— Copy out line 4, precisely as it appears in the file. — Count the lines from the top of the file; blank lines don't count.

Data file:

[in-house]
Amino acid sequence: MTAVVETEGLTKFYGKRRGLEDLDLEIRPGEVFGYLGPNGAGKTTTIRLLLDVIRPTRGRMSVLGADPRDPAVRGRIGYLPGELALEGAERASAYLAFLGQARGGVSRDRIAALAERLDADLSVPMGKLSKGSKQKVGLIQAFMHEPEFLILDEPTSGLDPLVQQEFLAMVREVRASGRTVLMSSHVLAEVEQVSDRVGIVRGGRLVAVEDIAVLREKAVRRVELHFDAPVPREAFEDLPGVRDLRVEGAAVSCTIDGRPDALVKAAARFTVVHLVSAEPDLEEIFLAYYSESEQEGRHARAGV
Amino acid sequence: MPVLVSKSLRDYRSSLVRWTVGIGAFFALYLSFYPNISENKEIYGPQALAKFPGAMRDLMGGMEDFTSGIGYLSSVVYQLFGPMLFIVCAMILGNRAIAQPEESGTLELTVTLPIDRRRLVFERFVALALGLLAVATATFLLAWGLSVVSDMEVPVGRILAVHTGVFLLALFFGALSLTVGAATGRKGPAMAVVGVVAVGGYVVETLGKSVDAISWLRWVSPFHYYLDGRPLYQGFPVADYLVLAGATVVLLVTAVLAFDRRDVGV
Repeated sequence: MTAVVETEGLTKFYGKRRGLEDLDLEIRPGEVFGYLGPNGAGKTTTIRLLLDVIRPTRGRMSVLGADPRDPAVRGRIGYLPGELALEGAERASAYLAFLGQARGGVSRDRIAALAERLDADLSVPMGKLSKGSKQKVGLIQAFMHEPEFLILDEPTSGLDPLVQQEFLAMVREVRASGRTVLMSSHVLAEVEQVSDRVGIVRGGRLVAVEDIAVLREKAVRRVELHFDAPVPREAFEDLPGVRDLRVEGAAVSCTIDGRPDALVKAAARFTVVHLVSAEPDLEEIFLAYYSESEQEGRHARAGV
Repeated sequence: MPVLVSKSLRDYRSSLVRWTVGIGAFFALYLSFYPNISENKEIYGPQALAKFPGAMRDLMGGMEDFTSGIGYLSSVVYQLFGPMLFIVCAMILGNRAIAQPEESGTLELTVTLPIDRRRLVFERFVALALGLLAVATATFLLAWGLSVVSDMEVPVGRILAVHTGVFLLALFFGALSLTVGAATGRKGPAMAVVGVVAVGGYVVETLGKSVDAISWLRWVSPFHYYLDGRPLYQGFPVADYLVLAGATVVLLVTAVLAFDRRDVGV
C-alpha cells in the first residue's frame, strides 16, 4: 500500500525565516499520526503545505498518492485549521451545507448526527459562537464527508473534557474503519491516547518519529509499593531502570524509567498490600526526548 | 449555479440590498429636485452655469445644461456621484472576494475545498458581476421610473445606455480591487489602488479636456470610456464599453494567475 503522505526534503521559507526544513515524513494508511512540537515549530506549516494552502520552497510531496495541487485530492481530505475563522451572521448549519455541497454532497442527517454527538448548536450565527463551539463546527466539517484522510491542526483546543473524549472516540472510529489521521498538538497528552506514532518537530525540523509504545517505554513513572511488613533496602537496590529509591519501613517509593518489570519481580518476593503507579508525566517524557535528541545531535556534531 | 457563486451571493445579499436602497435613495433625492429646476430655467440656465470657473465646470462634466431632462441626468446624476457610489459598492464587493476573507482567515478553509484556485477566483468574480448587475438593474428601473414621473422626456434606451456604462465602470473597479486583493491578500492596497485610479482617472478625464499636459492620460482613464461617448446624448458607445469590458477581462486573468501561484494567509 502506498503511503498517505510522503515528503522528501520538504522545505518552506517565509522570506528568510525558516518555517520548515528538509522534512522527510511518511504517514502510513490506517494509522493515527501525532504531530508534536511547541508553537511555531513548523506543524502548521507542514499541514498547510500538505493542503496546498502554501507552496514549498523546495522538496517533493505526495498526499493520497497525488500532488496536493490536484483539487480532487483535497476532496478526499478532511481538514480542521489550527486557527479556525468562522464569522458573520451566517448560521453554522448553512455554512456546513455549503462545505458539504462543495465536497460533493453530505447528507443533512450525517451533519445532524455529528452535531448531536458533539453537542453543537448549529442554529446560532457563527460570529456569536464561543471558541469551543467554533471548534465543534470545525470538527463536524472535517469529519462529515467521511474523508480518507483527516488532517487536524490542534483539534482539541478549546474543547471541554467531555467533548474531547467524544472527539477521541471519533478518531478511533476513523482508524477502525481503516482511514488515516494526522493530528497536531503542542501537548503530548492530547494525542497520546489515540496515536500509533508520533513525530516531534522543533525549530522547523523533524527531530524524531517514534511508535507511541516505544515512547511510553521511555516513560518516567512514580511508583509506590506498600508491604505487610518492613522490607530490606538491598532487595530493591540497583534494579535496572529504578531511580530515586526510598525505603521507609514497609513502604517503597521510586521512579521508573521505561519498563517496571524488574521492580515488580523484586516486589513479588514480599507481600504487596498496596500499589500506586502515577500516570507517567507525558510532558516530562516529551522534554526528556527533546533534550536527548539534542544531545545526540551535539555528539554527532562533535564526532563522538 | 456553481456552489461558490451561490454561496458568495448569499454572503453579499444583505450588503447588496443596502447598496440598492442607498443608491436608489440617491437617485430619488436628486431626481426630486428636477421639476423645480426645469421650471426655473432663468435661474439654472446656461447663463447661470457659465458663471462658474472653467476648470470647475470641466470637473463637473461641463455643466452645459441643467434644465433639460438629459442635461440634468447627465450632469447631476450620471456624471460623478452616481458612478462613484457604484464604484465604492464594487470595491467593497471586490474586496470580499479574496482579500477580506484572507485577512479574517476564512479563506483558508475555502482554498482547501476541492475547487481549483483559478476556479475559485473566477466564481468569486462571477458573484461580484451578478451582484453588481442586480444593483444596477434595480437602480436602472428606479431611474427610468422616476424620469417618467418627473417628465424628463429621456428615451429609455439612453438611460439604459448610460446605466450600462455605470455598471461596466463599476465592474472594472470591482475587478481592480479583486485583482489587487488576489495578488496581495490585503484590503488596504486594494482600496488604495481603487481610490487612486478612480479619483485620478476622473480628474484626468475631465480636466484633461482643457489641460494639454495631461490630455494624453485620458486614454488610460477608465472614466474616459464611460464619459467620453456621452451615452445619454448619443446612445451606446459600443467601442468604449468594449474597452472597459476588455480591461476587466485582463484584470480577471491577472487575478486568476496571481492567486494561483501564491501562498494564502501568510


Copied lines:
Repeated sequence: MTAVVETEGLTKFYGKRRGLEDLDLEIRPGEVFGYLGPNGAGKTTTIRLLLDVIRPTRGRMSVLGADPRDPAVRGRIGYLPGELALEGAERASAYLAFLGQARGGVSRDRIAALAERLDADLSVPMGKLSKGSKQKVGLIQAFMHEPEFLILDEPTSGLDPLVQQEFLAMVREVRASGRTVLMSSHVLAEVEQVSDRVGIVRGGRLVAVEDIAVLREKAVRRVELHFDAPVPREAFEDLPGVRDLRVEGAAVSCTIDGRPDALVKAAARFTVVHLVSAEPDLEEIFLAYYSESEQEGRHARAGV